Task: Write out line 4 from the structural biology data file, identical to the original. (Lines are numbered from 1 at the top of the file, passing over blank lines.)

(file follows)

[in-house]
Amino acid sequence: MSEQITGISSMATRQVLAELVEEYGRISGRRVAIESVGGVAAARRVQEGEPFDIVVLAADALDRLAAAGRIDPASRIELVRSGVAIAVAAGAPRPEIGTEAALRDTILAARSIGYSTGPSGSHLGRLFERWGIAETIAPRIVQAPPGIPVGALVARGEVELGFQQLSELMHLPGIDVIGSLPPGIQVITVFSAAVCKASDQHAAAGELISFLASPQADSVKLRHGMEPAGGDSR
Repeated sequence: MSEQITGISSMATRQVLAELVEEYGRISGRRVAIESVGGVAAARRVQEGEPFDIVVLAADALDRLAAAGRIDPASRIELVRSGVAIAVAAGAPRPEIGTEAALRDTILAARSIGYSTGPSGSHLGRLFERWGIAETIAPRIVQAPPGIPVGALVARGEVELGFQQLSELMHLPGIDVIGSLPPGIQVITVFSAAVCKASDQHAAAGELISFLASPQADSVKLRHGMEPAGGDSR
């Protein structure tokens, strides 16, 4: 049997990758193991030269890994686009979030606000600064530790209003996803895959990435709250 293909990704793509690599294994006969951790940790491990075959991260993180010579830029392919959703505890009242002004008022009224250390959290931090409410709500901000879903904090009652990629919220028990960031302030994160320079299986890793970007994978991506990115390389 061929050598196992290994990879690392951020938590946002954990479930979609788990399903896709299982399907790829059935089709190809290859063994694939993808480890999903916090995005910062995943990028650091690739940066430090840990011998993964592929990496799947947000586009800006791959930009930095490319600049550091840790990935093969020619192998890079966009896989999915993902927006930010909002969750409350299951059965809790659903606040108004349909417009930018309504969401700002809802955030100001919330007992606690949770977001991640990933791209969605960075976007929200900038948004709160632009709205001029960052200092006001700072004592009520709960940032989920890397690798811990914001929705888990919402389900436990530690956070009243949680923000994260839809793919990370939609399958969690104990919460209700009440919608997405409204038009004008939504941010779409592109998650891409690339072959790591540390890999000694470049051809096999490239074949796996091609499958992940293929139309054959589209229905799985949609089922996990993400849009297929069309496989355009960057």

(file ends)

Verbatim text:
């Protein structure tokens, strides 16, 4: 049997990758193991030269890994686009979030606000600064530790209003996803895959990435709250 293909990704793509690599294994006969951790940790491990075959991260993180010579830029392919959703505890009242002004008022009224250390959290931090409410709500901000879903904090009652990629919220028990960031302030994160320079299986890793970007994978991506990115390389 061929050598196992290994990879690392951020938590946002954990479930979609788990399903896709299982399907790829059935089709190809290859063994694939993808480890999903916090995005910062995943990028650091690739940066430090840990011998993964592929990496799947947000586009800006791959930009930095490319600049550091840790990935093969020619192998890079966009896989999915993902927006930010909002969750409350299951059965809790659903606040108004349909417009930018309504969401700002809802955030100001919330007992606690949770977001991640990933791209969605960075976007929200900038948004709160632009709205001029960052200092006001700072004592009520709960940032989920890397690798811990914001929705888990919402389900436990530690956070009243949680923000994260839809793919990370939609399958969690104990919460209700009440919608997405409204038009004008939504941010779409592109998650891409690339072959790591540390890999000694470049051809096999490239074949796996091609499958992940293929139309054959589209229905799985949609089922996990993400849009297929069309496989355009960057």